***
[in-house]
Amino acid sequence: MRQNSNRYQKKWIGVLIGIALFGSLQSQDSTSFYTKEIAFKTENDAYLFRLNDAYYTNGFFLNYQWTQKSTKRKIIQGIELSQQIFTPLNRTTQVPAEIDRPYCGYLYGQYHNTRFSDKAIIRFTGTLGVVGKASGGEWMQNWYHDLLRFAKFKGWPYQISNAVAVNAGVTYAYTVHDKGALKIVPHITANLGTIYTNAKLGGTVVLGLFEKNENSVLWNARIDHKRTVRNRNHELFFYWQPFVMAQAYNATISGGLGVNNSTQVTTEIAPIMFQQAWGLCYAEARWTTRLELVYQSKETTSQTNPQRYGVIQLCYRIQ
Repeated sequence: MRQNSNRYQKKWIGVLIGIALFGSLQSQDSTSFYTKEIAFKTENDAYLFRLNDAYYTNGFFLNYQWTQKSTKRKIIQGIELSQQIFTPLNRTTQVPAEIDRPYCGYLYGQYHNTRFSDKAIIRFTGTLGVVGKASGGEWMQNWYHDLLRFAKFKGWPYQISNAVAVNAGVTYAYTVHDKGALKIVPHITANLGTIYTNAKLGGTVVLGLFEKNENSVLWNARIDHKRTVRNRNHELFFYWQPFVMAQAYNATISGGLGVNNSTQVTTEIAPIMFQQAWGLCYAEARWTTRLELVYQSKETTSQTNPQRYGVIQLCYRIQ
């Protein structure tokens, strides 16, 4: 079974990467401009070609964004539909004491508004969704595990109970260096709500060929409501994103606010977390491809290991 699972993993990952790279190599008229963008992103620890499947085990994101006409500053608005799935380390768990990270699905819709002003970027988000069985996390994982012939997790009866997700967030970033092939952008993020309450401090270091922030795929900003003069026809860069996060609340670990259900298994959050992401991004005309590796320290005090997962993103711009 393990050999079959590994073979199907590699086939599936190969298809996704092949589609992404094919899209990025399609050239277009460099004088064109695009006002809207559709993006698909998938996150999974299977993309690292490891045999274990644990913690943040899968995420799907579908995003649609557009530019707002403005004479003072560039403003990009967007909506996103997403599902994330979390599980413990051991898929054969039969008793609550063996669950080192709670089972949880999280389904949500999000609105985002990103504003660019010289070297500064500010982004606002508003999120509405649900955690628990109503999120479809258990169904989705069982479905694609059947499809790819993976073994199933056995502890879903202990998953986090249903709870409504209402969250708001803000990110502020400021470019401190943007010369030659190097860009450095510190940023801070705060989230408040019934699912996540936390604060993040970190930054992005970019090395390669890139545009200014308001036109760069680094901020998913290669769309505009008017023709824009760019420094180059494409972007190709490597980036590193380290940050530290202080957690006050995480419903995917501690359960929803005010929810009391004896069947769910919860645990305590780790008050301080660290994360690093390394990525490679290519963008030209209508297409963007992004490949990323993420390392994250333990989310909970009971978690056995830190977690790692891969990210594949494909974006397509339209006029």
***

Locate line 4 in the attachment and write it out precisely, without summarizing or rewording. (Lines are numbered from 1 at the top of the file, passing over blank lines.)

């Protein structure tokens, strides 16, 4: 079974990467401009070609964004539909004491508004969704595990109970260096709500060929409501994103606010977390491809290991 699972993993990952790279190599008229963008992103620890499947085990994101006409500053608005799935380390768990990270699905819709002003970027988000069985996390994982012939997790009866997700967030970033092939952008993020309450401090270091922030795929900003003069026809860069996060609340670990259900298994959050992401991004005309590796320290005090997962993103711009 393990050999079959590994073979199907590699086939599936190969298809996704092949589609992404094919899209990025399609050239277009460099004088064109695009006002809207559709993006698909998938996150999974299977993309690292490891045999274990644990913690943040899968995420799907579908995003649609557009530019707002403005004479003072560039403003990009967007909506996103997403599902994330979390599980413990051991898929054969039969008793609550063996669950080192709670089972949880999280389904949500999000609105985002990103504003660019010289070297500064500010982004606002508003999120509405649900955690628990109503999120479809258990169904989705069982479905694609059947499809790819993976073994199933056995502890879903202990998953986090249903709870409504209402969250708001803000990110502020400021470019401190943007010369030659190097860009450095510190940023801070705060989230408040019934699912996540936390604060993040970190930054992005970019090395390669890139545009200014308001036109760069680094901020998913290669769309505009008017023709824009760019420094180059494409972007190709490597980036590193380290940050530290202080957690006050995480419903995917501690359960929803005010929810009391004896069947769910919860645990305590780790008050301080660290994360690093390394990525490679290519963008030209209508297409963007992004490949990323993420390392994250333990989310909970009971978690056995830190977690790692891969990210594949494909974006397509339209006029």